In German published patent application (OS) No. 22 11 575, an ignition system is described in which a magnetogenerator having an armature winding that at the same time operates as the spark coil periodically generates pairs of successive pulses in which one pulse has a peak amplitude different from that of the other, the second one having the greater peak amplitude. This system operates to utilize the second pulse at low speeds and the first of the paired pulses at high speeds, but it has the disadvantage that it cannot be readily built into the ignition control pulse generators used in present-day motor vehicles without expensive modification or re-design.

THE PRESENT INVENTION

It is an object of the present invention to provide apparatus for repetitively producing trains of waves of ascending peak amplitude in which the amplitude increases overall with repetition rate, in a simple and inexpensive fashion that is compatible with modern engine ignition systems. It is further desired that the apparatus should be useful for retrofitting into existing ignition systems.

Briefly, a plurality of pick-up coils is disposed about a rotary shaft for responding to the variation in magnetic reluctance in a magnetic circuit including the shaft and the interior of the respective coil, the coils being connected in series, and radially disposed ferromagnetic means are provided for causing each pick-up coil to produce a voltage wave having a peak-to-peak magnitude which is the greater, the greater is the length of the particular one of said members, these members being arranged so that each coil produces a repeating train of waves of ascending magnitude. Preferably, the ferromagnetic means include a tooth aligned with each of the pick-up coils having the same spacing from the rotary shaft and members of different radial length that rotate with the shaft. In one embodiment, these members may be combined into a stepped portion of a rotor mounted on the shaft, in which case there needs to be only one pick-up coil for each stepped rotor portion, but preferably the members are arms of different length extending from the shaft operating by having different clearances from the teeth aligned with the respective pick-up coils. In the preferred case, the radial members are diammetrically paired, the pick-up coils are likewise diammetrically paired and evenly distributed around the shaft, but the members of one length are offset circumferentially from equiangular relations with the members of another length, so that the waves produced by the respective pairs of members will be staggered with respect to each other so as to produce waves in ascending order of magnitude in the common output of the pick-up coils during rotation of the shaft in its normal direction.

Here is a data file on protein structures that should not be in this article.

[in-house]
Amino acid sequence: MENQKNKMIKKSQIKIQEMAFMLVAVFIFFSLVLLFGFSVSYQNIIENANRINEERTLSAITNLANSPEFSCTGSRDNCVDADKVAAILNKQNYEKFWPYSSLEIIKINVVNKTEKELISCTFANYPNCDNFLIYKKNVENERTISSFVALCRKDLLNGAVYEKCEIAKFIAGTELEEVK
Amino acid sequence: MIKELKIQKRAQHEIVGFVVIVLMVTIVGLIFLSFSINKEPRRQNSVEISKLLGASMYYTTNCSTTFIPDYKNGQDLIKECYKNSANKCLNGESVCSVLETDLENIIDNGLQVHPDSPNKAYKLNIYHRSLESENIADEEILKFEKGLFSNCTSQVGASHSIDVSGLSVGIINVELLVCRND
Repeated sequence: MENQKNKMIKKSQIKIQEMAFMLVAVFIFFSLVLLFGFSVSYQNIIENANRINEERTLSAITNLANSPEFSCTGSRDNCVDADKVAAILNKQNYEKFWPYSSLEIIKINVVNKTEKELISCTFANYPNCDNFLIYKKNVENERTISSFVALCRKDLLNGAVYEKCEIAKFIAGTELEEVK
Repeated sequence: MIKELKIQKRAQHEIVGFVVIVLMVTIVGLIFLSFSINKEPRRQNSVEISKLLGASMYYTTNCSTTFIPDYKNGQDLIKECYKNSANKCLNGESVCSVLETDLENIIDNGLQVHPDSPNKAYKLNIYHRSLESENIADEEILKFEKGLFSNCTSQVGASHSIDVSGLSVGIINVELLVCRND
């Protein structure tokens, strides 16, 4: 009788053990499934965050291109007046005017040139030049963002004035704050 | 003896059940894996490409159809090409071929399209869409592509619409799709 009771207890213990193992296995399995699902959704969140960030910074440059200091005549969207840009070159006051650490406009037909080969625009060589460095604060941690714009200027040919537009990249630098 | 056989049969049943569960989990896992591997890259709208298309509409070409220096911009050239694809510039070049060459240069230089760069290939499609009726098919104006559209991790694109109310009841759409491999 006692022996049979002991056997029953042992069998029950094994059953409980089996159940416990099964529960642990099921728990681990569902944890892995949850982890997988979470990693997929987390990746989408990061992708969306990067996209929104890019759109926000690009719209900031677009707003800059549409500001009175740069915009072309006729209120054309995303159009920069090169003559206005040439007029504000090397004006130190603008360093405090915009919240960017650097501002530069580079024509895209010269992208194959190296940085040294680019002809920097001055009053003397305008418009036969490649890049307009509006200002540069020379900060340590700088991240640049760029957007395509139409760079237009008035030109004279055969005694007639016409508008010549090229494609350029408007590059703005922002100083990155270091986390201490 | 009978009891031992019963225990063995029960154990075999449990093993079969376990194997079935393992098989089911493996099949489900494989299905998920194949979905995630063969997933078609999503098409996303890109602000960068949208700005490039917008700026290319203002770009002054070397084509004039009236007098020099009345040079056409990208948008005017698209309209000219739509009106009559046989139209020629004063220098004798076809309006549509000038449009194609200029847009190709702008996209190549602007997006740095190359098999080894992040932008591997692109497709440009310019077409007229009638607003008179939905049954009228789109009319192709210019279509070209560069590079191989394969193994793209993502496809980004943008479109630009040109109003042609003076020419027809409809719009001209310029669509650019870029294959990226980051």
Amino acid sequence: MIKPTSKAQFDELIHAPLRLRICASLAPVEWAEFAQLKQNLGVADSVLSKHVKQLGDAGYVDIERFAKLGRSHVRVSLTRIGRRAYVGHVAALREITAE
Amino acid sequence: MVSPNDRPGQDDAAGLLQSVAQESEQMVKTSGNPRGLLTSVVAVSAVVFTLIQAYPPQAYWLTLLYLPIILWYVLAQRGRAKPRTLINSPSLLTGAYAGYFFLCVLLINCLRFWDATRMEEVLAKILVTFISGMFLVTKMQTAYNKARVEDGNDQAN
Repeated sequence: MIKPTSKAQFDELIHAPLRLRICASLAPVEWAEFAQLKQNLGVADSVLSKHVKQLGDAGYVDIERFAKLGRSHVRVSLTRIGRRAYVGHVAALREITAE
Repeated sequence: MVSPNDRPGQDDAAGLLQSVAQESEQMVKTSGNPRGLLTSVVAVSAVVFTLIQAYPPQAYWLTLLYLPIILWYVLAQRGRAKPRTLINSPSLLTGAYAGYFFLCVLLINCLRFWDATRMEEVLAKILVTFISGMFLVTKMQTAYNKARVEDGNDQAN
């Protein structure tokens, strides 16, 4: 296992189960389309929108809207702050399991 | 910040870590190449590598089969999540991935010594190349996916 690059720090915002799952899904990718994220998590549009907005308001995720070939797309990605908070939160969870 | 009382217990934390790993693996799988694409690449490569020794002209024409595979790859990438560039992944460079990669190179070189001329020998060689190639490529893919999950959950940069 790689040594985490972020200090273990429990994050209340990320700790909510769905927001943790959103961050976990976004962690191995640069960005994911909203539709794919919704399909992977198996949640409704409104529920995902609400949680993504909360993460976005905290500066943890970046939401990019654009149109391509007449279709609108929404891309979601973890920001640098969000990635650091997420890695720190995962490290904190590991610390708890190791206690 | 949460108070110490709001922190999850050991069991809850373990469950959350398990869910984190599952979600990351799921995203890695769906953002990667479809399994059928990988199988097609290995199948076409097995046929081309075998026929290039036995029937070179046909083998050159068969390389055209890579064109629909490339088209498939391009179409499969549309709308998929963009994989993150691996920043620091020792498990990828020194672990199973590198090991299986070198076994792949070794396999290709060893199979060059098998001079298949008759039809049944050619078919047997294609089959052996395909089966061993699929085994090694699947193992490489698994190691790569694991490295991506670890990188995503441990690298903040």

The apparatus of the invention as the advantage that it can easily be built into an electronic pulse generator as a replacement of the mechanical ignition distributor of an engine, the replacing electronic pulse generator serving both the distributing function and also the ignition timing function, including the spark retard at low engine speeds. By such a replacement, both a renewal of equipment and at the same time an improvement of the operating properties of the equipment is possible, even in the case of engines that have been in service for a considerable time, and at an economical price.

It is particularly advantageous to provide the rotor of the apparatus in such a way that it can simply replace the rotor of an ignition system already using inductive ignition pulse generators.

Drawing, illustrating an example.

FIG. 1 is a diagrammatic representation of an illustrative embodiment of apparatus according to the invention;

FIG. 2 is a graphical representation in the form of a timing chart for explaining the course of the voltages produced in the apparatus of FIG. 1;

FIG. 3 is a diagram of another embodiment of the invention, and

FIG. 4 is a graphical representation of a voltage pulse train produced by the device of FIG. 3.

Experience has shown that it is advantageous to advance the ignition timing of an engine as it starts up and, likewise, to retard it as it slows down to idling. The "retarding" shift of the ignition timing signifies that each spark takes place a little later in the piston cycle than it otherwise would.